Electronic Documents

Electronic documents, via a word processor, spreadsheet, presentation or other document creation application, are treated like a full electronic and information resource (EIR) product. They should conform with all WCAG 2.0 requirements relevant to them.

Document accessibility covers more than individuals with disabilities using assistive technology (AT). It allows individuals using a variety of internet browsers, and software to access the same content.

Electronic documents come in all shapes and sizes, so each will have its own steps for conforming with WCAG 2.0 requirements. See the guides and how-to's specific to your software, or contact the vendor of your product for instructions on how to meet the guidelines.

Web Content or Document?

Should you use a PDF or a webpage? An Excel file? Or PowerPoint file? PDFs (and other file formats) are not as accessible as HTML pages because they are harder to markup in an accessible manner. A good use-case for a file would for templates, forms, complex tables, vitas, resumes, and other printable materials that would need to maintain style properties.

Anything else should be provide in HTML format to avoid compatibility issues, downloading issues, and other accessibility issues.

Common Compliance Issues with Documents

File Sizes

Per TAC §206.70, having trouble loading a page or document is now a criteria for accessible content, and it makes sense. If you are out in a rural area but need access to content, you (or your device) will more than likely give up if the content does not load, rendering you unable to "access" the content.


Adaptability to Multiple Devices

Per TAC §206.70, being unable to review documents in a manner that makes sense on any device screen size can be the difference between accessing the content or not. Consider the inability to follow along on a table's rows and columns on a PDF document or having to scroll back and forth, up and down to get the full meaning of a message before forgetting how the content lines up to scroll again. This is why PDF's are less preferable to HTML pages for reading materials.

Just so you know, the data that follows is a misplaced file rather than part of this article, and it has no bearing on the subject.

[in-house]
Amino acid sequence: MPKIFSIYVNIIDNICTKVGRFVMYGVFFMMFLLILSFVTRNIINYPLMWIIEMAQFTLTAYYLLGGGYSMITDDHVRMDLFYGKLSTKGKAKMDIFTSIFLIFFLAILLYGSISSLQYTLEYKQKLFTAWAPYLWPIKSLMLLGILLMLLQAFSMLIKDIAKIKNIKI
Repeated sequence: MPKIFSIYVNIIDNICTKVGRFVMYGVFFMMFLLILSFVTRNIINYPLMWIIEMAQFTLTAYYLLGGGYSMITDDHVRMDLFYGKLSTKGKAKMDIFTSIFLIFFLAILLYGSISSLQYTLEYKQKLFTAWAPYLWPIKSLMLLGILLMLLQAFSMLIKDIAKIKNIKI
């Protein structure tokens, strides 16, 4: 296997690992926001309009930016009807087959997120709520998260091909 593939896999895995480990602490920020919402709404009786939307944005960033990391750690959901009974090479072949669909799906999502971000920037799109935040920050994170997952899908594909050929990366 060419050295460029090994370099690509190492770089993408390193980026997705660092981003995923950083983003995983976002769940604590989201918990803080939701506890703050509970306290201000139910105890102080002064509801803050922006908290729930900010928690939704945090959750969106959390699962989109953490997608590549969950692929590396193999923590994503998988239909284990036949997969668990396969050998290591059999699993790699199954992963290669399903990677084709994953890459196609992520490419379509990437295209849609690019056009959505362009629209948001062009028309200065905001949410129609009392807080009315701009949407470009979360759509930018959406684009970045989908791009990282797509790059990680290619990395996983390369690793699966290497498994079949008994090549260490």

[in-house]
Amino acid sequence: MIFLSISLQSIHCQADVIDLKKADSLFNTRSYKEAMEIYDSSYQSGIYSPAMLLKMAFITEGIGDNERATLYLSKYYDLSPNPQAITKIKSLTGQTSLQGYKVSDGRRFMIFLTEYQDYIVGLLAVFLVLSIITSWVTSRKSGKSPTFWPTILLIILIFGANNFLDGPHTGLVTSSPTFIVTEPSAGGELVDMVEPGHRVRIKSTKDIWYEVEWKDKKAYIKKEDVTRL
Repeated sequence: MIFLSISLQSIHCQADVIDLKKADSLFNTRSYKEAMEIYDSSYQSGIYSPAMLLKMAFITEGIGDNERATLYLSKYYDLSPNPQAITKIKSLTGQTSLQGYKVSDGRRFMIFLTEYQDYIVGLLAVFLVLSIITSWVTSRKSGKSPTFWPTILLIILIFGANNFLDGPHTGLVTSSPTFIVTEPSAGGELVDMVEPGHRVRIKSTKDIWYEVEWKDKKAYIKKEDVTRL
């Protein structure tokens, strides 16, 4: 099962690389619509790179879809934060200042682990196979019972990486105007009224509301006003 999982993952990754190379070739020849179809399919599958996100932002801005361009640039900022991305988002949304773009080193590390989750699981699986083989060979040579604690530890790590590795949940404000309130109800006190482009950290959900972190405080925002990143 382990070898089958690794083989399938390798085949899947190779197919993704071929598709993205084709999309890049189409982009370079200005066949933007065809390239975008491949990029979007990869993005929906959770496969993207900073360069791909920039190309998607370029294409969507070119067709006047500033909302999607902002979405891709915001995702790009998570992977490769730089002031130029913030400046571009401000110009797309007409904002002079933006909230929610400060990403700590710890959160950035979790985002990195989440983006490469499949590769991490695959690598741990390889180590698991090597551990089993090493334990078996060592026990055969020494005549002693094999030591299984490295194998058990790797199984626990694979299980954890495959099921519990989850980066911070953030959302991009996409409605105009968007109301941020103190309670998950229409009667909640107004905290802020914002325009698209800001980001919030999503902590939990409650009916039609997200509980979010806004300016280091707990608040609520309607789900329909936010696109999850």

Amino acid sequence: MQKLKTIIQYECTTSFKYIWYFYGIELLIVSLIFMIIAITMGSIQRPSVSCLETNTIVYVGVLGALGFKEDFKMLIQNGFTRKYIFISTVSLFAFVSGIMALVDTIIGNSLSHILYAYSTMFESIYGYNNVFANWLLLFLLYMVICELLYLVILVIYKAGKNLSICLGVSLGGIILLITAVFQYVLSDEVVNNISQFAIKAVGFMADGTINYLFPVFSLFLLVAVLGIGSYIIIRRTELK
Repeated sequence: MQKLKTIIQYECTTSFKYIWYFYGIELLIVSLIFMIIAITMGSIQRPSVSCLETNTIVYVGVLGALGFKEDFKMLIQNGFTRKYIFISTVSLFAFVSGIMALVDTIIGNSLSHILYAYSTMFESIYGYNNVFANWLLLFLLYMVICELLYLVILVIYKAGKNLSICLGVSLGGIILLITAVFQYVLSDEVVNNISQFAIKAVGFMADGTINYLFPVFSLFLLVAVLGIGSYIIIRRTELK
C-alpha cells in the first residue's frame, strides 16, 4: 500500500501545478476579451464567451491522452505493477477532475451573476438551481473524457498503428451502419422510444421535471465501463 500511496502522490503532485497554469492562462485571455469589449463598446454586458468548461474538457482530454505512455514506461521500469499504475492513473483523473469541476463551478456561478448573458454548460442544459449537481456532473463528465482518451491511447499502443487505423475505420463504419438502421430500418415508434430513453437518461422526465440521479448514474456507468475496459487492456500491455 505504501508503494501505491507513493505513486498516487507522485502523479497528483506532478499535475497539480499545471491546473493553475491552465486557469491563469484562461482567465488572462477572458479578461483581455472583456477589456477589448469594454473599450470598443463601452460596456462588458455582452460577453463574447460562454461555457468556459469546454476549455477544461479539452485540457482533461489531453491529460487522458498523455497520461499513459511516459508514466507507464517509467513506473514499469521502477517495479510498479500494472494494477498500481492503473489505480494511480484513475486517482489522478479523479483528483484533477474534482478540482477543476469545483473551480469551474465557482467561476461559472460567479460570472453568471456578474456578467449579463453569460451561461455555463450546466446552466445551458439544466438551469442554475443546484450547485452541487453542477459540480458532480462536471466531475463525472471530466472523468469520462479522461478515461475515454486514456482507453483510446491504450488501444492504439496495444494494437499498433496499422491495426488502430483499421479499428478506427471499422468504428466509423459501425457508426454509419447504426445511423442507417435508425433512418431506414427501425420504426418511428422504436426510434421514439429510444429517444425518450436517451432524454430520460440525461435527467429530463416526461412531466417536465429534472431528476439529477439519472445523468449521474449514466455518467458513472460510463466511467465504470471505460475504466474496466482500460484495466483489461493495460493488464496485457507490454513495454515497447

Reading Order

We don't typically talk about reading order or preferred language of documents because most of that is pre-defined on our website templates. That's not the case with documents, especially when they are more than textual content or contain complex content like tables.

Reading order allows screen readers to determine which content to read out loud next, as opposed to reading it top-down, left-to-right. Some software allows you to change the numbering on your content to redefine that reading order.

Example issues:

  • if your content is displayed in a circular order on the page, or some other non-traditional order
  • a badge is placed over or near some some content, interrupting the reading of the content for the content on the badge

Language

We don't typically talk about reading order or preferred language of documents because most of that is pre-defined on our website templates. That's not the case with documents, especially when they are more than textual content or contain complex content like tables.

Language is as simple as defining the document's main language, and identifying any foreign languages (e.g. Latin, French) used in words and phrases.

Language allows individuals more familiar with a foreign language to adapt your content to something they understand. It also allows them to read it correctly from their screen readers, since the pronunciation can change on a similarly spelled word (in addition to the definition of the word).


Alternative Text

Most of the time, we are designing documents for print purposes, so providing alternative text for imagery is not a common step in our process. It is in fact an important one when adding documents to websites or converting them to PDF. It is preferred that the alternative text be added in the native software before converting to PDF, etc.

But what needs alternative text on a document?

  • Graphs/Charts: identify the points on a graph and/or summarize the results
  • Photography: convey the message a visual user received (who, what, when, where, why, how, and/or emotion desired from viewing)
  • Graphics: convey the message a visual user received (who, what, when, where, why, how, and/or emotion desired from viewing) if the graphic conveys valuable information to the reader

Color and Design

Most of the time, we are designing documents for print purposes, so providing appropriate color contrast within the design is not a common step in our process. Once converted into a web document, though, these issues must be considered:

  • Color choice for text against background color and/or photography
  • Readability and color choice of graphs/charts against background color and/or photography

References

Guides and How-To's

Guidelines